Day 3: Pinnacles back up to Grey Oaks

We woke up to most of the campground emptied, assuming most people were heading out to hike the Pinnacles. The campground is just a quick, 10-minute drive from the Pinnacles National Park east entrance and visitor’s center, making it the perfect basecamp when campsites in the park are too hard to snag. Although we didn’t hit the park this time and instead opted for chill nights at camp, the park is incredible for hiking, rock climbing, and cave exploring. Try the 6.4-mile High Peaks Loop for the park’s most famous views, and keep an eye out for the elusive California condors who live here.

It had rained heavily in the middle of the night, which was quite relaxing while sleeping in the van and listening to it hit the roof. We made some coffee, tidied up the van, then got on the road north toward Watsonville, about an hour’s drive north back toward SF. I used to live in Santa Cruz and required a stop at my favorite hidden gem of a burrito place: Ranch Milk. Unassuming in a gas station, it is one of the best breakfast burrito spots in Watsonville. We filled up our tank and ate burritos that tasted just a great as I remembered.

The campsite setup upon arrival at Grey Oaks.

Our last Hipcamp stop? We arrived at Grey Oaks, just 15 minutes east of Watsonville, at around 3pm and were greeted by our Host Zak with a small basket of farm-fresh eggs from his chickens! What a delight! He showed us to our campsite, which was tucked behind some trees with a picnic table and campfire ring (with free firewood!). Zak also gave us an over-the-fire popcorn maker, kernels, and butter—and wow, it did not disappoint. The campsite was amazing, one of four sites that share two communal composting outhouses. Everything was so well maintained that our stay was beyond comfortable, and a little on-site walking trail led us to Grey Oaks’ horses and chicken coup for visiting, as well as a koi pond. For dinner, we roasted hot dogs over the fire and cooked veggies over the induction stove in Balou the van. The firewood was cedar and smelled heavenly. Cooking the popcorn was the best part—we ate til’ our stomachs hurt.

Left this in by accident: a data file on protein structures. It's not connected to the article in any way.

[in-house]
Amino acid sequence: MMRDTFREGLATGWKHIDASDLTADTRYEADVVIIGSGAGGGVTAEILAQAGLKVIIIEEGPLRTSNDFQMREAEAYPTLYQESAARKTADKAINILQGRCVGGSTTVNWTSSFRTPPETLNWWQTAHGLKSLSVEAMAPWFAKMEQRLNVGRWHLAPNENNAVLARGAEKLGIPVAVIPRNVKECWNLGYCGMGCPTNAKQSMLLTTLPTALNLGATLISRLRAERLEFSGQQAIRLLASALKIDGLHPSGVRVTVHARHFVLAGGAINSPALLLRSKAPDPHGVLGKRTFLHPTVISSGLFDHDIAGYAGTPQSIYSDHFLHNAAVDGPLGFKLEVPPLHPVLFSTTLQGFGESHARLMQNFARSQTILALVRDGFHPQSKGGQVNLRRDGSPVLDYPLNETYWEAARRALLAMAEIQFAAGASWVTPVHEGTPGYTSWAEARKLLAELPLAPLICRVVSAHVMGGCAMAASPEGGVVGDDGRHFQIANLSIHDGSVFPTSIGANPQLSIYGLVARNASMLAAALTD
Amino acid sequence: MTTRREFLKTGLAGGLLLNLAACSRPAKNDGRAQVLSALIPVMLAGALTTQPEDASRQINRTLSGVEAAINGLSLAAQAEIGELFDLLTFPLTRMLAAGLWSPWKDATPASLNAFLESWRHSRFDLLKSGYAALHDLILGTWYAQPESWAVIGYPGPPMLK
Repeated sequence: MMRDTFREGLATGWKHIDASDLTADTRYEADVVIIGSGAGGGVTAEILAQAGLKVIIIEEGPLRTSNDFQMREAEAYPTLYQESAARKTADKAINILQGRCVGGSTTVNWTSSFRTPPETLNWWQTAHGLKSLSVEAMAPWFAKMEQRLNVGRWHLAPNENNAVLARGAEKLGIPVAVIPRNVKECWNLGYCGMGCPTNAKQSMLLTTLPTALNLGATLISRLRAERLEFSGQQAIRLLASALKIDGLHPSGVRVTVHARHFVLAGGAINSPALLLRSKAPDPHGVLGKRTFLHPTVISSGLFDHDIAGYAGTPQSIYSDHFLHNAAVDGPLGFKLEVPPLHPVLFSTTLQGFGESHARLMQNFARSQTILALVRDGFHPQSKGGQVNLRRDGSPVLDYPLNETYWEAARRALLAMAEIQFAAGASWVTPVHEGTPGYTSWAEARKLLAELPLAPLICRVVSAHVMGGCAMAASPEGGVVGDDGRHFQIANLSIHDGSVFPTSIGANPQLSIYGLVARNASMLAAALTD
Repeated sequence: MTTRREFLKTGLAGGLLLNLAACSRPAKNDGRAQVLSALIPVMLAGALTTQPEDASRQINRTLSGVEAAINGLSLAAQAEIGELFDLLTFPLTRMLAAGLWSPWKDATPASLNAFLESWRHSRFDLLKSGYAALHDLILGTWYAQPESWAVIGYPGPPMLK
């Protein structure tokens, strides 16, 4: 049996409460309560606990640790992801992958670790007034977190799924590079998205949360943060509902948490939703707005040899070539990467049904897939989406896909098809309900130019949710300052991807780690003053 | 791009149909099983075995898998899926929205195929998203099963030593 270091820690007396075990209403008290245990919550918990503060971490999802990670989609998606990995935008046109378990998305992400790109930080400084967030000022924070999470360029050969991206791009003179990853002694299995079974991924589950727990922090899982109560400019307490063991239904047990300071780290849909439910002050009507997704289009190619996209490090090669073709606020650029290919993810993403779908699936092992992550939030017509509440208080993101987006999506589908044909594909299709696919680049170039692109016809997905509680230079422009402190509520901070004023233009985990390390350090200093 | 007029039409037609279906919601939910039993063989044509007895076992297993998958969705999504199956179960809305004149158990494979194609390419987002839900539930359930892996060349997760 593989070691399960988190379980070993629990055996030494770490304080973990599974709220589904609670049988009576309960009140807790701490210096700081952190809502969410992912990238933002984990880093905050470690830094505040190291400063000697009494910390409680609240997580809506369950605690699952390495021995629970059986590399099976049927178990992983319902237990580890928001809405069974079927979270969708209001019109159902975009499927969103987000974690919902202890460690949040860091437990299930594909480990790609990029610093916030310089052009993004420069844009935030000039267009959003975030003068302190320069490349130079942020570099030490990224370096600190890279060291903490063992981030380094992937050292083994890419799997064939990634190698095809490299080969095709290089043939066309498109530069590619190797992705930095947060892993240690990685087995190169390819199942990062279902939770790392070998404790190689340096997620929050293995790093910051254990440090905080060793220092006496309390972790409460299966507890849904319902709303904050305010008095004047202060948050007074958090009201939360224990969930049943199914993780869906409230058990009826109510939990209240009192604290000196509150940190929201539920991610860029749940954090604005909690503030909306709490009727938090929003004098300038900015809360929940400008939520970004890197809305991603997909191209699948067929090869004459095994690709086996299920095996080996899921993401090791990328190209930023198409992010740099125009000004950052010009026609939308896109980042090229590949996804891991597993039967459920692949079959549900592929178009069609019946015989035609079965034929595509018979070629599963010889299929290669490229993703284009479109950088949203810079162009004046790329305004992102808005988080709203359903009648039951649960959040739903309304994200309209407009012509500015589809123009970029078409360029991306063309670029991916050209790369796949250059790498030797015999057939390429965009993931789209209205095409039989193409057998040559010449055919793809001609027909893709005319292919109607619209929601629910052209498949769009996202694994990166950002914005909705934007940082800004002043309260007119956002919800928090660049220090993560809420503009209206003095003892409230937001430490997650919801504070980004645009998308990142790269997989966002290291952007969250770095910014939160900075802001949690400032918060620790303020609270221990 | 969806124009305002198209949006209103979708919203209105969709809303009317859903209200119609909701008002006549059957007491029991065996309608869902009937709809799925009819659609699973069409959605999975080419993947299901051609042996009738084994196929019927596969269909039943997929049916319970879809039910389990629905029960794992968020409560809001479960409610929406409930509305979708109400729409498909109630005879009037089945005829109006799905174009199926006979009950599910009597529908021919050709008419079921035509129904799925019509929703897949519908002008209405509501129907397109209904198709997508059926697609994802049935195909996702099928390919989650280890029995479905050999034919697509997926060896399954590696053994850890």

Day 4: Grey Oaks back to the city along the Pacific Coast Highway

Rounding out our road trip back to the Bay Area.

We woke up rested and full of energy, having had one of the best night’s sleep I’ve had in a long time! We had a slow morning, enjoying the pace. We cooked the eggs that the Hosts gave us and sipped coffee in the morning sunlight. We decided to take Highway 1 along the coast back to San Francisco since it was a beautiful and sunny day. We popped into Pescadero for a cup of coffee and then smooth-sailed up the 1. The GoCamp van was incredible and I only wish I owned one now. We stopped at an oceanside parking lot on the way back and left the doors open, watching the surfers from the bed. It was just the perfect amount of space with everything we needed and nothing more. We can’t wait to book our next trip.

Looking to take your own camping road trip?

Read on for more road tripping tips and scenic spots to hit.

Anita Yung is a designer of interiors and experiences with a background in photography and creative production. She is a Hipcamp photographer.